When Christian film The Shack* (based on the best-selling book of the same name) opened in the US last month, one of the film’s key actors braced herself for a backlash.
As a black, female actor, Octavia Spencer knew that taking on the role of God would be asking for trouble, but the Oscar-nominated actress told Christian Post recently that she loved the thought-provoking way the Holy Trinity was presented in both the book and the film.
“It represents a very diverse group of people, which is what the world is,” she says. “So it’s quite refreshing that the Holy Spirit is this beautiful Asian woman, who feels like a breath of fresh air in real life. And Jesus is an amazing Israeli actor.
“And then you have myself, as God, and what I like about that presentation is it sort of dispenses with the conventional images of God and what we have in our minds as God.”
Spencer doesn’t shy away from challenging the gender or cultural divide, as evidenced not only by her recent role in Hidden Figures (where she plays a NASA mathematician), but by her recent appearance on satirical show Saturday Night Live, where, as guest host, she spoke about the frequent confusion between her and another black actor, Viola Davis, who stars with Denzel Washington in Fences.
“People have been so kind to me about that movie [i.e. Fences],” she said on the show. “So many people have been coming up to me, saying, ‘I love Hidden Fences!’.”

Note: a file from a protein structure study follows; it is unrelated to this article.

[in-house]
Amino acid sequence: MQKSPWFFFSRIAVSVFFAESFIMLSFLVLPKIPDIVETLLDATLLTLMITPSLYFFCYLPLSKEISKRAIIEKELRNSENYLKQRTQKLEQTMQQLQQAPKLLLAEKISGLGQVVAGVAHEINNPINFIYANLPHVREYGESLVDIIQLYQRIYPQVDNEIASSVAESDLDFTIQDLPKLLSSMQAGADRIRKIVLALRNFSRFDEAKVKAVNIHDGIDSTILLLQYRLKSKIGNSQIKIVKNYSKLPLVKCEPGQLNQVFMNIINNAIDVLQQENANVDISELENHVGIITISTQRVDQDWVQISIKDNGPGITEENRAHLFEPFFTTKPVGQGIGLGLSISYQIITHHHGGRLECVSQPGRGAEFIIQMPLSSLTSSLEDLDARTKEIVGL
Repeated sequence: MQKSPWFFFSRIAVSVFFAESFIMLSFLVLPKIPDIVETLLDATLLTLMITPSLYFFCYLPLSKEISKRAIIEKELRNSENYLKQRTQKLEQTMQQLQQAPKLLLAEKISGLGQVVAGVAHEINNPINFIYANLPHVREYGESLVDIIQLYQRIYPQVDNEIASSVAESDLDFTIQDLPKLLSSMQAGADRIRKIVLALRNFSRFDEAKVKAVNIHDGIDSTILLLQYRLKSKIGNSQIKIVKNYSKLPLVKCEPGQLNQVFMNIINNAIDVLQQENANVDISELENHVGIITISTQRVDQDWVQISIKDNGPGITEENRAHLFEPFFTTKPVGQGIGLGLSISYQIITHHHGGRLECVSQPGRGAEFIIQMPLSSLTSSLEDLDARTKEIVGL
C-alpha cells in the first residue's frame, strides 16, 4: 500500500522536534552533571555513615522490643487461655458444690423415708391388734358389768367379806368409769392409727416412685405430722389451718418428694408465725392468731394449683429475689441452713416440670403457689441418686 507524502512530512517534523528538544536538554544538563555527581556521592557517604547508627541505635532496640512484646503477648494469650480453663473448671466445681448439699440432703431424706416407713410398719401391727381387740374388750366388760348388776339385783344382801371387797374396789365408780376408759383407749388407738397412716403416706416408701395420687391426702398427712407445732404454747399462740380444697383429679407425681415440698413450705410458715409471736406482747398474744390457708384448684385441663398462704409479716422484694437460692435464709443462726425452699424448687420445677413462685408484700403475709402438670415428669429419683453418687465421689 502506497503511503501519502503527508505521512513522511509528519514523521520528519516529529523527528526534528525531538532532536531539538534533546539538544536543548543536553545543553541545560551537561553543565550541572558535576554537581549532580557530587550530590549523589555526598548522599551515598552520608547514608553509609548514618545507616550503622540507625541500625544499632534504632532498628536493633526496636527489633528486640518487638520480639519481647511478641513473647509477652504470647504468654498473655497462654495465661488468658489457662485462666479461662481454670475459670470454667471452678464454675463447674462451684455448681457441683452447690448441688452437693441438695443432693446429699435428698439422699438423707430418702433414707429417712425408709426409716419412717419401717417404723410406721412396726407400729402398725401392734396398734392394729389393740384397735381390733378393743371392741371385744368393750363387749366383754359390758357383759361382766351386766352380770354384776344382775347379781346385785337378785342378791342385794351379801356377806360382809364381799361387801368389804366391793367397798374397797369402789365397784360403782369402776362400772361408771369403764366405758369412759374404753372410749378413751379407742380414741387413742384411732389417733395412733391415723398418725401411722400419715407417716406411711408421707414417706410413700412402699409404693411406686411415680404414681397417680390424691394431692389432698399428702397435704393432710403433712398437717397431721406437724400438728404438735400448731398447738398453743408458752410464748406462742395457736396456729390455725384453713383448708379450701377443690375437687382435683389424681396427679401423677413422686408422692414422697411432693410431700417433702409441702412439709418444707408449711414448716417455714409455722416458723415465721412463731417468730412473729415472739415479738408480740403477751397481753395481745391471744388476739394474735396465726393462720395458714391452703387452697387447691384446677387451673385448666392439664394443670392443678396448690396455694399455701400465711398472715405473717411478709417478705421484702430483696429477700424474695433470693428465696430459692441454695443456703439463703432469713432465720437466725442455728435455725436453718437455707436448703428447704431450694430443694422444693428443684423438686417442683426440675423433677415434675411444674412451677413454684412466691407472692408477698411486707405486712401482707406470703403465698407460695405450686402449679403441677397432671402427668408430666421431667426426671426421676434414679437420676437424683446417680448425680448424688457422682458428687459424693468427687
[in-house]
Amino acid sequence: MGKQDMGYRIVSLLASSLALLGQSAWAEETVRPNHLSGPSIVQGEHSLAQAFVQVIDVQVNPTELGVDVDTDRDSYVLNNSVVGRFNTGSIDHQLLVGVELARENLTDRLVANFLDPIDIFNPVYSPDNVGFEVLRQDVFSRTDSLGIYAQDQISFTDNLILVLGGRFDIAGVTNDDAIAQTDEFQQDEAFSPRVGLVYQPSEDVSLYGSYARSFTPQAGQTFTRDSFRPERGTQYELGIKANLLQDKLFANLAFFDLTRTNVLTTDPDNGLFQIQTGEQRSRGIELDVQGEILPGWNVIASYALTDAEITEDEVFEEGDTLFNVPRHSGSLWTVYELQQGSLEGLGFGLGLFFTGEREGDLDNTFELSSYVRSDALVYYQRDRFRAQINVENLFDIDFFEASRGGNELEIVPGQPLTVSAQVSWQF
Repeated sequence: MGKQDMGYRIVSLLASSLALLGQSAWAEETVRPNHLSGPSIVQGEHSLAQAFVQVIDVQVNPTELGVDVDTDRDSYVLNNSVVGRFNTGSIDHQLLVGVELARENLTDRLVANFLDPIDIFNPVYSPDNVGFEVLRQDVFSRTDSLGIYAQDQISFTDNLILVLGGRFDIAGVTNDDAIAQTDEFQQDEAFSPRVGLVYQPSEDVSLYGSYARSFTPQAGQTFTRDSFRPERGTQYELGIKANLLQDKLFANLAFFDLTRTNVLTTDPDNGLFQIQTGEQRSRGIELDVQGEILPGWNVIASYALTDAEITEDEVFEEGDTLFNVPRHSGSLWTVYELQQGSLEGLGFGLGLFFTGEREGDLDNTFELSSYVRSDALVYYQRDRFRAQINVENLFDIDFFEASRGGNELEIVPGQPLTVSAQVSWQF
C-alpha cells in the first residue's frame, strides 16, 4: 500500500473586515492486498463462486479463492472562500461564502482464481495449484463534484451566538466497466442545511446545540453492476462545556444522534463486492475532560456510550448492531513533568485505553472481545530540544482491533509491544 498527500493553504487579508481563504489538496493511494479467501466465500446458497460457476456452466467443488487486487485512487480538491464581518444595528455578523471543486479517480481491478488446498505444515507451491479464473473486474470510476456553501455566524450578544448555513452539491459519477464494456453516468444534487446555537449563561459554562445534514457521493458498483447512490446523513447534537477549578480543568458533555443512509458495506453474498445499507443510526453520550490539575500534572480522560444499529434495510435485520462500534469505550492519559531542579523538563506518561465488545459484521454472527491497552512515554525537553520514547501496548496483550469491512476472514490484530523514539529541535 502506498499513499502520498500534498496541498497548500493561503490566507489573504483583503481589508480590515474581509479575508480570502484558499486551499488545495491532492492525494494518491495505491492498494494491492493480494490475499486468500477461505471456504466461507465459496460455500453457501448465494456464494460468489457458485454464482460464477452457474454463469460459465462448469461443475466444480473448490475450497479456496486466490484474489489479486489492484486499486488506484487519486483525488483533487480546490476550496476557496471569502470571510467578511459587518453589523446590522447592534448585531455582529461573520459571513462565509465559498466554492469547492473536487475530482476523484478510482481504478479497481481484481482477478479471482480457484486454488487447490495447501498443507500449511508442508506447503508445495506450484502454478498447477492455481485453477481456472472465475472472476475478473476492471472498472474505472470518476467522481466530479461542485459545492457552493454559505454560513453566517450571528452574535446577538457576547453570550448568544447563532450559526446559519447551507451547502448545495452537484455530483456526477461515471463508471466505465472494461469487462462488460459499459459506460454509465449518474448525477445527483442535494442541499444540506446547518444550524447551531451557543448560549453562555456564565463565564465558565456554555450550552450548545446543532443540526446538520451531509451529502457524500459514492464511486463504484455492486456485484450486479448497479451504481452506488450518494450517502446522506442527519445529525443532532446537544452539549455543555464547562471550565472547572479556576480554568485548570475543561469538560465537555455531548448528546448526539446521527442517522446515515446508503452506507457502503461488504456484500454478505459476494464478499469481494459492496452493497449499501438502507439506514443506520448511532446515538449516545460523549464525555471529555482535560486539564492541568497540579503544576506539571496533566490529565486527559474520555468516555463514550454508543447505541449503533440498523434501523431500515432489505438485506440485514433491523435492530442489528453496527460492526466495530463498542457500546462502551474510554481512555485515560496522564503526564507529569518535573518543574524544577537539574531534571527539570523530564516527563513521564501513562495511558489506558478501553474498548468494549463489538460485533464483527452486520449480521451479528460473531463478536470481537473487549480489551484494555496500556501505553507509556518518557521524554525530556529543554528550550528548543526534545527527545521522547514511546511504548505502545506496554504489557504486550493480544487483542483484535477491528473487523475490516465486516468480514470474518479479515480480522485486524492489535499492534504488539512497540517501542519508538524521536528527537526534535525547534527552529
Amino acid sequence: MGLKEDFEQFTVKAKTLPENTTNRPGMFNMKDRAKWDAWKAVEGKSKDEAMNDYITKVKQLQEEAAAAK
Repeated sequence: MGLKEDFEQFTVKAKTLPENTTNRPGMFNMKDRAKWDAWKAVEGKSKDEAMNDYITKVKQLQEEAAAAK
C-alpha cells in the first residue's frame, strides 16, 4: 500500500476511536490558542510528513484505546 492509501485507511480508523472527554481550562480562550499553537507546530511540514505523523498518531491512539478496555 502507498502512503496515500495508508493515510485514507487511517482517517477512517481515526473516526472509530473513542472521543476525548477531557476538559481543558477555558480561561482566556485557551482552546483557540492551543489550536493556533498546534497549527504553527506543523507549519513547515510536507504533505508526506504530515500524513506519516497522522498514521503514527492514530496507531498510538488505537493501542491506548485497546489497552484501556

While said in jest, Spencer is serious about standing up for what she believes in (in fact, so serious is she about having more people see “people of colour on screen” she recently hired out an entire cinema so families could watch Hidden Figures for free), and she traces that back to her Christian upbringing in Montgomery, Alabama.
“[Church] is at the core of who we are as a people,” she told Christianity Post. “Saturday was rehearsal for whatever program was being presented on Sundays. Where I’m from, you learned about God before you learned to read and write. Our faith is what grounds us.”
While US reviews of The Shack have been mixed, Spencer believes the film provides a valuable message for a hurting world.
“I think the story itself is one that people will be able to see themselves in, and will gain life lessons,” she says. “I think it will be cathartic in nature for people. It has been for me. I have been on a journey with this one…”
She says that this wouldn’t have been possible had she played God as a younger woman.
“I don’t know that I would have had the knowledge to accept the story at that stage of my life,” she says. “But I’m excited about it. I think people will be very excited about the message, the imagery, the wisdom and the love that this film is going to put out into the world.”
*To date there are no details of an Australian release. The movie soundtrack is available on iTunes.